In early December 2021, the world was faced with yet another massive zero-day vulnerability, when news broke that Log4j was being used to perform remote code execution and provide unauthorized access to servers. This vulnerability was quickly exploited to do everything from crypto-currency mining to ransomware installation.
Log4j is a piece of open-source software used by numerous vendors and millions of devices. From cloud services like Amazon Web Services and Apple iCloud, to popular video games like Minecraft, Log4j can be found in a wide range of software, software development tools, and security tools. The scale of the vulnerability was staggering, and was described by the director of the U.S. Cybersecurity & Infrastructure Security Agency as the most serious vulnerability she’s seen in her decades-long career.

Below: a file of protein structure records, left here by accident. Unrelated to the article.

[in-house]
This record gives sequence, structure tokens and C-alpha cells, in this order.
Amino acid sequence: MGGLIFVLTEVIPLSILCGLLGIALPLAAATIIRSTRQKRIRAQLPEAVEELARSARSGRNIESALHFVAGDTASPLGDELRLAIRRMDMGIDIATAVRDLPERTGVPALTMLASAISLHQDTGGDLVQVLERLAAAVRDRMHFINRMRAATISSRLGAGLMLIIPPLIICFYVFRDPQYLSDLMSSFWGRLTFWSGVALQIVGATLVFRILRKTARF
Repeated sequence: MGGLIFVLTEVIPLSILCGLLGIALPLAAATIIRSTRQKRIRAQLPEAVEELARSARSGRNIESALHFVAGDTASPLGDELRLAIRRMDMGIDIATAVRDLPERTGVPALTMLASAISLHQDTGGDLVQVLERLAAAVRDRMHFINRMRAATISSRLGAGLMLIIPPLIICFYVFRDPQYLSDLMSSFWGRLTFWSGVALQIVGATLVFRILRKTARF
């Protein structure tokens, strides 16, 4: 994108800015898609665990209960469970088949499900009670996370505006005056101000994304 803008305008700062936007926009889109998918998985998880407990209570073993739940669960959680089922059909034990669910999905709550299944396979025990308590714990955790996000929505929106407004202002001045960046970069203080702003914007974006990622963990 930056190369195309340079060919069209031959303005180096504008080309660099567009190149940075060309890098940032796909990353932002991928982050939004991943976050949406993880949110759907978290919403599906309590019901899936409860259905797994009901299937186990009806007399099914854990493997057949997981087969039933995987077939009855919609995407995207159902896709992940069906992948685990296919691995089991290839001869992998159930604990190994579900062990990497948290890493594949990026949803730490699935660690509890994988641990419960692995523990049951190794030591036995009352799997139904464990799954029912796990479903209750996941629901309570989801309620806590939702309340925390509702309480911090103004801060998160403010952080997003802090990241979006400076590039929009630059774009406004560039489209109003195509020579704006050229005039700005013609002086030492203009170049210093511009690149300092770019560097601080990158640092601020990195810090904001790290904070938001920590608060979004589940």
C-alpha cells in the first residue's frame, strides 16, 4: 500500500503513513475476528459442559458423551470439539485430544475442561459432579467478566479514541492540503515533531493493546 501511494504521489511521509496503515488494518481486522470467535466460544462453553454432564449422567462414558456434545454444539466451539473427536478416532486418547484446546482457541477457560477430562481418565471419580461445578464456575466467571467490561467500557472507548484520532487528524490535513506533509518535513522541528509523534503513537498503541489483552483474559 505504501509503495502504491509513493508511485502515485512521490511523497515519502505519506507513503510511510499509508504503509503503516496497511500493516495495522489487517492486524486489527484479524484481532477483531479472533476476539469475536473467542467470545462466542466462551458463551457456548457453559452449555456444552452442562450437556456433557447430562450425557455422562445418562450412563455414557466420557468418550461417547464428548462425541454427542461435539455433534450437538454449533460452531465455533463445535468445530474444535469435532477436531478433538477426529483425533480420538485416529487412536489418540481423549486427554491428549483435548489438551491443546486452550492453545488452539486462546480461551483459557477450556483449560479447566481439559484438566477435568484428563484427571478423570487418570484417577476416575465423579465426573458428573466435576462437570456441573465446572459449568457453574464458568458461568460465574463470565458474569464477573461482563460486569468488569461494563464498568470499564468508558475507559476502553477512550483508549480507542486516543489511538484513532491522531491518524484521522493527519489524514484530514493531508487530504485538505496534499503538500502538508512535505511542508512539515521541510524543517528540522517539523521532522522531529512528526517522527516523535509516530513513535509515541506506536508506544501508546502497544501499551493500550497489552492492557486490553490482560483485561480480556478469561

ITS, and the entire IT community at U-M, responded quickly. A cross-ITS team was immediately spun up to address the Log4J zero-day vulnerability. This well-coordinated effort included daily Zoom meetings to review Log4J vulnerability scan results. These results were then translated into lists of vulnerable systems, which were then provided to system owners across U-M, along with mitigation and patching steps, and instructions on working with vendors and self-managed machines.
Threat actors will make the most of every opportunity to exploit a vulnerability, and we all must remain vigilant and committed to our shared responsibility to protect U-M’s digital assets. Thank you to all involved for your hard work and dedication to protecting U-M data and systems!